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  • "Wikipedia says "The White Rose of York is the symbol of the House of York and has been adapted as a symbol of Yorkshire as a whole".
    I wonder if Sam Smiths is going to sue the Yorkshire Regiment for using what they say is "THEIR" White Rose?.
    Alternatively are they going to contribute to Army Benevolent funds from all their sales?"
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Samuel Smith launch legal action over Cropton Brewery's white rose beer branding

Samuel Smith launch legal action over Cropton Brewery's white rose beer branding

Cropton brewery staff launch Yorkshire Warrior in 2008

The labels on the two beers, each using the traditional white rose of Yorkshire as part of the design

Cropton Brewery’s Yorkshire Warrior, left, and Samuel Smith’s Old Brewery Pale Ale

First published in News

A BREWERY’S fundraising drive for wounded servicemen is in jeopardy after rival brewer Samuel Smith’s launched legal action over the use of Yorkshire’s white rose on beer labels.

Cropton Brewery launched its Yorkshire Warrior beer in 2008, having won permission from the Yorkshire Regiment to feature its emblem – a lion carrying the standard of St George above a white rose – on the labels and pump clips.

Most of the profits from the beer go to the regiment’s benevolent fund, which helps seriously-wounded soldiers returning from Afghanistan. More than £10,000 has been raised so far through the sale of the beer.

But court documents obtained by The Press have revealed that Cropton, based near Pickering, has been served with a writ by Tadcaster brewery Samuel Smith’s, claiming that Cropton’s use of the “stylised white rose device” is a trademark infringement.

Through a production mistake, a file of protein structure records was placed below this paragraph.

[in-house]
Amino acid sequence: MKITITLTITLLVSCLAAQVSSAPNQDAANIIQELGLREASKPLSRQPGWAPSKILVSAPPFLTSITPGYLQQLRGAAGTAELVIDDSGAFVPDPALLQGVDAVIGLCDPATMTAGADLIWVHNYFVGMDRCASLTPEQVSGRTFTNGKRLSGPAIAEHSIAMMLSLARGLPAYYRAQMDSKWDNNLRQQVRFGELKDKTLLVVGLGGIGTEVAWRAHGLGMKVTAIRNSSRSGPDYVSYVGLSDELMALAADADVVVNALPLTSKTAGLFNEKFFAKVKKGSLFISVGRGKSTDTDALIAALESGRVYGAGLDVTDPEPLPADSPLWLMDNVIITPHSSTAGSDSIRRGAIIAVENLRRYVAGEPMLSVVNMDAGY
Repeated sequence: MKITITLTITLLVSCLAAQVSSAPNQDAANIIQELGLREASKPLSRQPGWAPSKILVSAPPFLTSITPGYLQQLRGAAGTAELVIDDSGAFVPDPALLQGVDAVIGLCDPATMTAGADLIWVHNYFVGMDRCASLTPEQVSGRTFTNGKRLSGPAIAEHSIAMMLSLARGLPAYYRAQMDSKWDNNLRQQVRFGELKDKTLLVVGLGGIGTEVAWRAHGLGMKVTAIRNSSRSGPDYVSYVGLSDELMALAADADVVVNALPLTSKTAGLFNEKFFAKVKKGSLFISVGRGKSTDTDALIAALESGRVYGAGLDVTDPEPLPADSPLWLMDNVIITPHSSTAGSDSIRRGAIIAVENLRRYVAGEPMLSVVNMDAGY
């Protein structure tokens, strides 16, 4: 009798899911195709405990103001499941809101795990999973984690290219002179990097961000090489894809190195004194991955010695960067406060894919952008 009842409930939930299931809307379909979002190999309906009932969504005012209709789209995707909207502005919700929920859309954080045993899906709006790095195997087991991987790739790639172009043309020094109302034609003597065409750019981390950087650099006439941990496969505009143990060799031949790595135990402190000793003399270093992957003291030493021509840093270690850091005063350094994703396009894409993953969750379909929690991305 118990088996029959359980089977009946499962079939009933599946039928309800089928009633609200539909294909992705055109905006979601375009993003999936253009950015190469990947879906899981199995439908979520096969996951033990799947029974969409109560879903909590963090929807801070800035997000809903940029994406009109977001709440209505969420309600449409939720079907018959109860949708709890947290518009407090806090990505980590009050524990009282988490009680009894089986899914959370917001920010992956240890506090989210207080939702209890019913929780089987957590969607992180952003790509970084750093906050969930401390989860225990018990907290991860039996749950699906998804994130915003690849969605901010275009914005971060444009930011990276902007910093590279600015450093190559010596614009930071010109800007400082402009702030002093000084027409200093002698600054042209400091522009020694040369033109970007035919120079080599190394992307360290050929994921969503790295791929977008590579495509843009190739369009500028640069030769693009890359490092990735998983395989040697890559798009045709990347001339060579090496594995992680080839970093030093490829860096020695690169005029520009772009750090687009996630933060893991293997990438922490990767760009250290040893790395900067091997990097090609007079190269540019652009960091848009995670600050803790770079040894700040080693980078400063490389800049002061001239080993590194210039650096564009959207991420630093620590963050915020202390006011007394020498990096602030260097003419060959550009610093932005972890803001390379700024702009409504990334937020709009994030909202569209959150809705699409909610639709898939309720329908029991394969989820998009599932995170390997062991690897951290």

The writ states that the white rose device is “confusingly similar” to the white rose used by Samuel Smith’s as its trademark since the 1960s.

It alleges that, despite correspondence on the issue, Cropton has continued to use or authorise the use of the white rose, while Samuel Smith’s continues to suffer actual or threatened loss or damage.

The Tadcaster brewery is seeking an injunction, damages and the destruction of beer bottles and pump clips with illustrations which infringe the trademark, and costs.

A Cropton Brewery spokesman said that, after informing the regiment of the brewery’s legal action, the regiment had asked the brewery to remove the regimental emblem from the labels.

He said the legal action, scheduled to go to a hearing at the High Court next year, was being contested by Cropton.

The brewery’s defence to the writ states: “The Yorkshire rose is a common symbol and the claimant (Samuel Smith’s) is not entitled to assert any kind of monopoly over its use.”

The defence statement claims the rose on the Warrior beer is not confusingly similar to Samuel Smith’s emblem, and denies it will be associated with its products. It also claims there are a number of other Yorkshire brewers which also use the rose.

The defence document reveals that another beer made by Cropton, MS Bitter for Marks & Spencer, which also features the Yorkshire White Rose, is also involved in the legal action by Samuel Smith’s.

A Samuel Smith’s spokesman declined to comment and a spokeswoman for the regiment said it did not feel it would be appropriate to comment.

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